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Hi everyone. I'm Cal Cunningham, liveblogging from campaign headquarters in Lexington, North Carolina, where we're all working hard to replace Richard Burr in the U.S. Senate this November. As if we needed another reason to relieve Richard Burr of his duties there, this week he decided to grind an Armed Services Committee meeting to a halt in protest of the passage of health care reform. North Carolinians deserve better.

But as Meteor Blades wrote here on Monday, now that the health care debate is behind us (unless you're Richard Burr who's vowed to repeal it), Congress must get down to the business of reforming and re-regulating the financial sector. So today I'm releasing a comprehensive plan to crack down on Wall Street abuses, which details the specific financial regulations I'll fight for in the Senate.

One thing is certain: North Carolina's senior senator, Richard Burr, will have no part in it. He is far too deep in the pockets of banking interests. His idea of an appropriate response to the financial crisis? A run on the bank, telling his wife at the height of the crisis in 2008 (all while reassuring his constituents their money was safe):

“Tonight, I want you to go to the ATM machine, and I want you to draw out everything it will let you take. And I want you to tomorrow, and I want you to go Sunday.”

Of course Burr himself helped create the conditions that put our financial system on the brink, led to staggering jobs losses, and continue to inspire little confidence in America's biggest banks. For 15 years he has carried the banking industry's water in Congress -- most notably supporting the repeal of the Glass-Steagall Act. Par for the course for someone who calls federal regulation of the financial industry "intrusive" and "burdensome." Someone who voted for TARP, but opposed reining in massive bonuses for the bank executives who received our tax dollars.

I'm running to replace Richard Burr in the Senate and crack down on Wall Street abuses, just as I cracked down on unscrupulous military contractors as a prosecutor in Iraq. The plan I released today focuses on:

  • Addressing “Too Big to Fail” financial institutions with more oversight, more robust capital requirements, the creation of an industry-funded “emergency lending fund,” and the requirement of a “living will” that provides a plan to wind down any financial institution that fails.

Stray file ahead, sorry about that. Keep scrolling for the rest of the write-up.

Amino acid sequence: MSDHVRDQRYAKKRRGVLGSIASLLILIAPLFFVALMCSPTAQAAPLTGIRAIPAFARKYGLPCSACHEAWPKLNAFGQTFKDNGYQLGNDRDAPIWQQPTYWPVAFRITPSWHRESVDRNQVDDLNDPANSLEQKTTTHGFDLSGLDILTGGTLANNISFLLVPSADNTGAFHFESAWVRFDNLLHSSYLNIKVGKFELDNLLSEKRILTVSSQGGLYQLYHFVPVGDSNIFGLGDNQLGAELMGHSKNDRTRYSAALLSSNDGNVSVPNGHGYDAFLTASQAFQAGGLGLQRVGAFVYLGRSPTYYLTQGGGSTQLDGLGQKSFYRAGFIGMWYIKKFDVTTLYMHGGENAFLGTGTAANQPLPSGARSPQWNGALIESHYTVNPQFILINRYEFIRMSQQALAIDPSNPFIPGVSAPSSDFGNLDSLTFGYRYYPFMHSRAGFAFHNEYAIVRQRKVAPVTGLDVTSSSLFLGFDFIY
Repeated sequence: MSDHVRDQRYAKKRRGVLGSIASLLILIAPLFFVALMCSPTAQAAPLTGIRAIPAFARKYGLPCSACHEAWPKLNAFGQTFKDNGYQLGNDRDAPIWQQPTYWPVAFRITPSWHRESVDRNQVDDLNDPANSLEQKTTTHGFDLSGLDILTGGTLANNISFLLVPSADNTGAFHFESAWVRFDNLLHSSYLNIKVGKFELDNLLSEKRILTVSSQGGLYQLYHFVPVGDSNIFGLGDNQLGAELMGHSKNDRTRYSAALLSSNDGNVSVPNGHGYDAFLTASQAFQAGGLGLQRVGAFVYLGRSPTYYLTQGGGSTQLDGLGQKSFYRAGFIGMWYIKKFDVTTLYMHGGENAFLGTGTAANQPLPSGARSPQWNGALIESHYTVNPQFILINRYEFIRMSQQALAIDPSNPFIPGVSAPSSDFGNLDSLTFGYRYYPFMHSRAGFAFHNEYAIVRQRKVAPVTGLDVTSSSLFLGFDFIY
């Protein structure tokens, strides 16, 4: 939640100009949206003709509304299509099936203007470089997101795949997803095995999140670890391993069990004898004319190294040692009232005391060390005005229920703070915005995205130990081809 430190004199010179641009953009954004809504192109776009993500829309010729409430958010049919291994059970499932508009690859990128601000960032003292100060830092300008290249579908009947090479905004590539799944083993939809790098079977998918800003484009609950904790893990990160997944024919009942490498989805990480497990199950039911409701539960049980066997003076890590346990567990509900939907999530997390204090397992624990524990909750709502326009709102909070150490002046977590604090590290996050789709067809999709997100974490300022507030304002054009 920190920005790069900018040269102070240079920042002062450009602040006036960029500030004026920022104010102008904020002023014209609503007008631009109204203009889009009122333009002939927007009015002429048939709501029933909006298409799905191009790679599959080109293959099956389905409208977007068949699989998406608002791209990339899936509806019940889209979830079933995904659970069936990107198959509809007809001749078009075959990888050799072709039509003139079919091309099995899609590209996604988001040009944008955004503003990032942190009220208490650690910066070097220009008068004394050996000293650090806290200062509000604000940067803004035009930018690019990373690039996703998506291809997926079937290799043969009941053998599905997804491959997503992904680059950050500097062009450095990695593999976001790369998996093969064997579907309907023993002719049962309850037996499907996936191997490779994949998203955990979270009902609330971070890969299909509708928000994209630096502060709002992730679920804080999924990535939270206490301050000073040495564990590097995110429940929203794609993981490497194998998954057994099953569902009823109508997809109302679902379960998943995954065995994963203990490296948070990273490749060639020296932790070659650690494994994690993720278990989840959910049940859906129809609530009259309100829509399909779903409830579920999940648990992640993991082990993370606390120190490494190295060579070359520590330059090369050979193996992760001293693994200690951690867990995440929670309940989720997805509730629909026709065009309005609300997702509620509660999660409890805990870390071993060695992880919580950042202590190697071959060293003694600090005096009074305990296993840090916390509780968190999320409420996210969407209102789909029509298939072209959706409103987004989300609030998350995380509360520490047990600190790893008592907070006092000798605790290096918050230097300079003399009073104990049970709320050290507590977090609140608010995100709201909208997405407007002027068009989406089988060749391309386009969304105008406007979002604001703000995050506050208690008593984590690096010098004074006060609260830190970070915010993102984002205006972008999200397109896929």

• Creating a Consumer Financial Protection Agency, a single government agency in charge of regulating lending to consumers. A Consumer Financial Protection Agency should ensure lending is responsible and transparent, work to stop deceptive financial practices, increase transparency, and provide greater accountability in home lending, credit card lending, payday lending, and other consumer finance markets. It would also protect small investors and end excessive executive bonuses paid out by big banks and financial institutions that owe their existence to taxpayer-funded bailouts.

  • Regulating the multi-trillion dollar derivatives market, which contained financial “weapons of mass destruction” – the exotic financial instruments which allowed dangerous and speculative gambling without regulation or transparency. Derivatives should be traded on an exchange.

  • Loosening up access to credit for small businesses, and extending the expansion of SBA programs so they can thrive, hire new workers and create jobs.

Even if the financial reform package currently before Congress passes, it won't be enough to fully contain the culture of recklessness on Wall Street and regain our trust. We must take more aggressive action to reform the way banks and investment firms do business in this country, much as F.D.R. advanced bold banking reforms during the Great Depression. This will be one of my top priorities if elected to the Senate.

I want to hear your thoughts and ideas on financial reform and my new plan to ensure we never find ourselves on the brink and at the mercy of Wall Street's biggest banks ever again. We're also premiering the newest of our "Voices of North Carolina" video series today. Take a look:

I'm sticking around for bit, and look forward to joining the discussion in the comments!

Originally posted to Cal Cunningham on Fri Mar 26, 2010 at 08:46 AM PDT.

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